This article covers the episodes Daleks in Manhattan and Evolution of the Daleks, which together form a single Doctor Who story, and one that was not especially well-received at the time. Few David Tennant episodes were particularly slated, but this is one of the few stories that has been subject to what we might term ‘mild disapproval’. This can be put down to a couple of factors. Firstly, something that was no fault of the production itself, the cliffhanger was spoilt by the Radio Times, with the approval of Russell T. Davies, one of his rare bad decisions. So when that moment came on first broadcast it was a case of “so what?” for a lot of viewers. Then there are the pig slaves. The pig-in-a-spacesuit from Aliens of London was generally disliked, so I’m not sure about the thinking behind having another stab at the idea. They are mindless, grunting slaves of the Daleks, who live in terror of their masters: Ogrons by any other name. The problem is that Daleks are always less impressive when they have to resort to using slaves: at their most frightening they simply wipe out all other forms of life, rather than working with them.
I think this is at the heart of why this story doesn’t quite work, which is actually something that is quite hard to pin down as there are some good ideas here. But the Daleks are not at their best. On one level this is an attempt at doing a Dalek greatest hits. There is a strong focus on the Dalek/Nazi parallel: ‘but we must remain pure’; ‘this is the true extent of the Final Experiment.’ The Evil of the Daleks is mined for ideas once again: we had the Emperor in The Parting of the Ways, and now we have another go at the Daleks trying to capture the “Human Factor”, but seeing the Daleks trying to adapt in order to survive is always going to diminish them. They work better as an unstoppable force that never needs to change. So what happens here is we have Daleks in a Cybermen story, as the monsters who are on their last legs and constantly need to adapt to survive (even lurking around in sewers as per The Invasion).
As I type this I can hear the counter-argument forming: it worked for The Evil of the Daleks. But that was specifically designed to be the last ever Dalek story, and followed on from 38 Dalek episodes in four years. These are the 6th and 7th Dalek episodes of the new series. The last thing they needed at this stage was a radical restatement of the nature of a Dalek.
The Dalek Sec human hybrid is also far from being the best ever idea for a monster. The limitations of having an actor in the costume means that it looks rather comical, as if somebody has perched a Dalek mutant on the top of his head. The moving tentacles work well and the single eye is especially good, narrowing and widening to match the hybrid’s emotions, but despite that it is probably still a monster that viewers will look back on in the future and laugh: not quite a 21st Century Myrka, but not a million miles away from it. That might seem an exaggeration but look at the monster designs in the stories that surround these episodes and it is clear that there is a huge gulf between them in credibility and realism.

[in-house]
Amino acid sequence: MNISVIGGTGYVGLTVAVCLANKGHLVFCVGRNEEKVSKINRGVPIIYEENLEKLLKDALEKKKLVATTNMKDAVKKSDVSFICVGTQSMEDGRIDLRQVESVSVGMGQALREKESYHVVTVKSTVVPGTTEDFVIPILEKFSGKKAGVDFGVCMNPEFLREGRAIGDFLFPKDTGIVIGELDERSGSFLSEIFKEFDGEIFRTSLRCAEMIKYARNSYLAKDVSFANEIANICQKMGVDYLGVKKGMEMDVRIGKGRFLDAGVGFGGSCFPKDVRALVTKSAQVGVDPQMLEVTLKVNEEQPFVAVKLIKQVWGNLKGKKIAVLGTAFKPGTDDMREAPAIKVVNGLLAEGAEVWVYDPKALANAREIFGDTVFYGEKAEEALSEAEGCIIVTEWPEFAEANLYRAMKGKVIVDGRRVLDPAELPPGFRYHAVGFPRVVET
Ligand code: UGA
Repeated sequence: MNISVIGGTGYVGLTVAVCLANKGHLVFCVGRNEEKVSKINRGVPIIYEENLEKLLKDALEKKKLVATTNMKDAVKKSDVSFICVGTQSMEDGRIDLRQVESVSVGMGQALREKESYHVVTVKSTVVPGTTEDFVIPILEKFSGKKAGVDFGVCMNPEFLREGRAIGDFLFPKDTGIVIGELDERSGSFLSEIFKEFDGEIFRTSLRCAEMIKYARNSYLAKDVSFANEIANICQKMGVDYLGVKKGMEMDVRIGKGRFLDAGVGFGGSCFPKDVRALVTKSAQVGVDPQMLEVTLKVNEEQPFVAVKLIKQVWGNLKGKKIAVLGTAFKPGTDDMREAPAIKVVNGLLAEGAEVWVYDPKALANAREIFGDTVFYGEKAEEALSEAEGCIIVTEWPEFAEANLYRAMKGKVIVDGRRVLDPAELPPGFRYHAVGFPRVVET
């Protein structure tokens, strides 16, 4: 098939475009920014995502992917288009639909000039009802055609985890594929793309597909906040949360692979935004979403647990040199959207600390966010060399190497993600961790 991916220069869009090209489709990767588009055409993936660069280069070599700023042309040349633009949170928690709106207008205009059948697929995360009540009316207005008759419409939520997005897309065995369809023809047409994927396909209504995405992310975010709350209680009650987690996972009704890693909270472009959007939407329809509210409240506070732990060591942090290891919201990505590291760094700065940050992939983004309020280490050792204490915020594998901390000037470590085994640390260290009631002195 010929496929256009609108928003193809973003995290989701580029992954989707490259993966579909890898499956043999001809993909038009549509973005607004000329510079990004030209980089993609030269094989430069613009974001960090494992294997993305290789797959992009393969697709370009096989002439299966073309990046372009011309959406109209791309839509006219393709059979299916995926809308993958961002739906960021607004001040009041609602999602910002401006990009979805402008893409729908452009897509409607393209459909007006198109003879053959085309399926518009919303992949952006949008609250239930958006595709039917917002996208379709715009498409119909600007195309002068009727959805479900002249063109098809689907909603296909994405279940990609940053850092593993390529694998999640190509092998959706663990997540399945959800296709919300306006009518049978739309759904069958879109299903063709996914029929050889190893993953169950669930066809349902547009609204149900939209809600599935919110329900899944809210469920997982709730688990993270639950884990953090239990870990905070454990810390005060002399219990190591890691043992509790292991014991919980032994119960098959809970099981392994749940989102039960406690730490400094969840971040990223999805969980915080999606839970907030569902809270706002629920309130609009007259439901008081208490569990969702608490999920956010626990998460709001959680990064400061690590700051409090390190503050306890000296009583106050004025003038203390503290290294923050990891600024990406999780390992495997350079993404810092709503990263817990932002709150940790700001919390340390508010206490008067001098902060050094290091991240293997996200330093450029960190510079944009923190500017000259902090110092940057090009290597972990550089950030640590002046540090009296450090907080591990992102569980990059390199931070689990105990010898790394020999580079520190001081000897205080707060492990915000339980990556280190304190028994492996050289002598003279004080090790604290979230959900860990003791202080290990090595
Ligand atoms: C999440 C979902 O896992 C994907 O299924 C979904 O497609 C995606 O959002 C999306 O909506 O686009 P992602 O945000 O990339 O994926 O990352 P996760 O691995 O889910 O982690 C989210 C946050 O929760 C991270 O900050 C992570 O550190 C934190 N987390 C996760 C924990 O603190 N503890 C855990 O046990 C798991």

So the story cobbles together a bunch of ideas that were almost guaranteed to fail, but does pull a few irons out of the fire. The character of Laszlo could have been a cheesy disaster but instead he is sympathetically scripted and acted. His survival at the end of the story is a very clever piece of writing because it goes against the usual drama format, which would see all loose ends tied up. Instead a man with the face of a pig is allowed to live his life in New York. Then there is Hooverville, convincingly replicated in a Welsh park with a CGI skyline superimposed. Where the Daleks do work well within the story is as the power behind a horrible social injustice. They are obviously a good fit on a metaphorical level for this kind of thing, just as they always work well as Nazis. There are some truly thought-provoking and poignant moments, but best of all is Solomon’s speech to the flying Daleks. Solomon of course has to be deliberately named after the Biblical figure, a wise man who solved a dispute over who was the true parent of a baby by suggesting dividing it in half and giving the women claiming to be the mother half each(!) One mother agreed to the judgement while the other offered to give up the baby so it could survive, and Solomon therefore awarded the baby to her, as the only woman who cared for the life of the child. Here of course Solomon actually does the breaking in half thing (although with bread, not a baby!). So he is established as having a kind of biblical wisdom, and he is full of religious righteousness and the belief in the innate goodness of all things when he makes this appeal to the Daleks
Right. See, I’ve just discovered this past day, God’s universe is a thousand times the size I thought it was. And that scares me. Oh yeah, terrifies me right down to the bone. But surely it’s got to give me hope. Hope that maybe together we can make a better tomorrow. So, I beg you now, if you have any compassion in your hearts, then you’ll meet with us and stop this fight. Well? What do you say?